The anabolic effects of IGFs on osteoblasts are modulated by several IGF binding proteins, mainly IGFBP-3, -4, and -5 [20Hogan BL. Bone morphogenic proteins Multifunctional regulators of vertebrate development. Genes Dev 1996; 10: 1580-94., 23Tsuji K, Bandyopadhyay A, Harfe BD , et al. BMP2 activity, although dispensable for bone formation, is required for the initiation of fracture healing. Nat Genet 2006; 38: 1424-9.]. The stimulatory effect of IGF-I is increased by IGFBP-3 and -5, whereas it is decreased by the IGFBP-4 [24Ernst M, Rodan GA. Increased activity of insulin-like growth factor (IGF) in osteoblastic cells in the presence of growth hormone (GH): positive correlation with the presence of the GH-induced IGF-binding protein BP-3. Endocrinology 1990; 127: 807-14.]. It influences osteoblastic function in all stages of development and increases the replication of cells of the osteoblastic lineage [26Ohlsson C, Bengtsson BA, Isaksson OGP, Andreassen TT, Slootweg MC. Growth hormone and bone. Endocr Rev 1998; 19: 55-79., 27Lofqvist C, Andersson E, Gelander L, Rosberg S, Blum WF, Albertsson-Wikland K. Reference values for IGF-I throughout childhood and adolescence A model that accounts simultaneously for the effect of gender, age and puberty. J Clin Endocrinol Metab 2001; 86: 5870-6.]. These proteins are believed to function in several ways: by enhancing the binding of IGF-I to its receptor, by decreasing the bioavailability of IGFI; by controlling the transport of the IGF to specific cell types thereby potentiating its activity in skeletal tissues; and by direct IGFI independent actions on target cells [21Ong CK, Joseph BK, Waters MJ, Symons AL. Growth hormone receptor and IGF-I receptor immunoreactivity during orthodontic tooth movement in the prednisolone-treated rat. Angle Orthod 2001; 71(6): 486-93., 23Tsuji K, Bandyopadhyay A, Harfe BD , et al. BMP2 activity, although dispensable for bone formation, is required for the initiation of fracture healing. Nat Genet 2006; 38: 1424-9.]. One can assume that the GH and IGF-1 signaling pathways serve both independent and overlapping functions in the skeleton [25Li H, Bartold PM, Young WG, Xiao Y, Waters MJ. Growth hormone induces bone morphogenetic proteins and bone-related proteins in the developing rat periodontium. J Bone Miner Res 2001; 16(6): 1068-76.-29Tengku BS, Joseph BK, Harbrow D, Taverne AAR, Symons AL. Effect of a static magnetic field on orthodontic tooth movement in the rat. Eur J Orthod 2000; 22: 475-87.] (Fig. 1).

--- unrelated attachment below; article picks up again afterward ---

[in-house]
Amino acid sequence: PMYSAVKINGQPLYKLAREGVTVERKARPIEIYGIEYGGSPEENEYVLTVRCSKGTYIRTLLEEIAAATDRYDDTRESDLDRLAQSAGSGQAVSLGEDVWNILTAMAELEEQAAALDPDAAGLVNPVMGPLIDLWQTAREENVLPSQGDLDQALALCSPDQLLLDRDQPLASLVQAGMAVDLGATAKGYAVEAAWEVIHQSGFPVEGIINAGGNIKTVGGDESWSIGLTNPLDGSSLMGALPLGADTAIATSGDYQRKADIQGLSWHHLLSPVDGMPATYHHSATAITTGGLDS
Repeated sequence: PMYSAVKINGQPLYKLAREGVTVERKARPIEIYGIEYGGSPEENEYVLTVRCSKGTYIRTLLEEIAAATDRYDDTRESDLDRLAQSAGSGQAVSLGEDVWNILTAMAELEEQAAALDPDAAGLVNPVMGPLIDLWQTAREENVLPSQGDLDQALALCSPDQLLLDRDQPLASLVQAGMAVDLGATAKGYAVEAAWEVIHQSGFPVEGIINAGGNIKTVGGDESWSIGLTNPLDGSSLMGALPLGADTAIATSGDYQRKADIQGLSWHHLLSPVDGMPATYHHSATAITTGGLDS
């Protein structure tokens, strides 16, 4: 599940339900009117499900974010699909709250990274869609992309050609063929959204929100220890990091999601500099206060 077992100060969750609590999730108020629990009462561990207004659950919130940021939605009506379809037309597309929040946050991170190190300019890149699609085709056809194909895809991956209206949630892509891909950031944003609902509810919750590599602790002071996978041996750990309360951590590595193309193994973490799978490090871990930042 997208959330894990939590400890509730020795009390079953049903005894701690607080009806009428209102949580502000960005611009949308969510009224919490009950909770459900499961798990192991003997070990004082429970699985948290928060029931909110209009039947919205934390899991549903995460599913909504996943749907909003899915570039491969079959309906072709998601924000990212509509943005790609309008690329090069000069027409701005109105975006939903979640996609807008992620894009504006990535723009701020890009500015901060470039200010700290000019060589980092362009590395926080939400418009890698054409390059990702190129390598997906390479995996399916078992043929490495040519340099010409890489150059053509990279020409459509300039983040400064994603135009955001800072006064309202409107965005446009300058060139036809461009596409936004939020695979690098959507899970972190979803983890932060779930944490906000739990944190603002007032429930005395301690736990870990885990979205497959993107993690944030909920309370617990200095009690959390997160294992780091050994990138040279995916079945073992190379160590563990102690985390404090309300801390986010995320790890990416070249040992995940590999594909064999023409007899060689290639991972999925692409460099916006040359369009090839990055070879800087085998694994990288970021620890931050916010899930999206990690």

Osteoblasts express also GHR, which is a member of the cytokine receptor superfamily [19Leung DW, Spencer SA, Cachianes G , et al. Growth hormone receptor and serum binding protein Purification, cloning and expression. Nature 1987; 330: 537-43., 23Tsuji K, Bandyopadhyay A, Harfe BD , et al. BMP2 activity, although dispensable for bone formation, is required for the initiation of fracture healing. Nat Genet 2006; 38: 1424-9., 24Ernst M, Rodan GA. Increased activity of insulin-like growth factor (IGF) in osteoblastic cells in the presence of growth hormone (GH): positive correlation with the presence of the GH-induced IGF-binding protein BP-3. Endocrinology 1990; 127: 807-14.]. IGFBPs regulate both the number and the activity of GHR through inhibition of IGF activity, recommending a local feedback of the GH/IGF axis at the tissue level by two possible mechanisms: i) liver and bone-derived IGF-I inhibits pituitary GH secretion, and ii) bone-derived IGF-I inhibits local action of GH by reducing GHR availability [20Hogan BL. Bone morphogenic proteins Multifunctional regulators of vertebrate development. Genes Dev 1996; 10: 1580-94., 23Tsuji K, Bandyopadhyay A, Harfe BD , et al. BMP2 activity, although dispensable for bone formation, is required for the initiation of fracture healing. Nat Genet 2006; 38: 1424-9., 25Li H, Bartold PM, Young WG, Xiao Y, Waters MJ. Growth hormone induces bone morphogenetic proteins and bone-related proteins in the developing rat periodontium. J Bone Miner Res 2001; 16(6): 1068-76., 28Ueland T, Odgren PR, Yndestad A , et al. Growth hormone substitution increases gene expression of members of the IGF family in cortical bone from women with adult onset growth hormone deficiency Relationship with bone turn-over. Bone 2003; 33: 638-45.]. It appears that some of the effects of GH on osteoblasts are mediated by IGFs, but others are not.

EFFECTS OF GH ON OSTEOCLASTS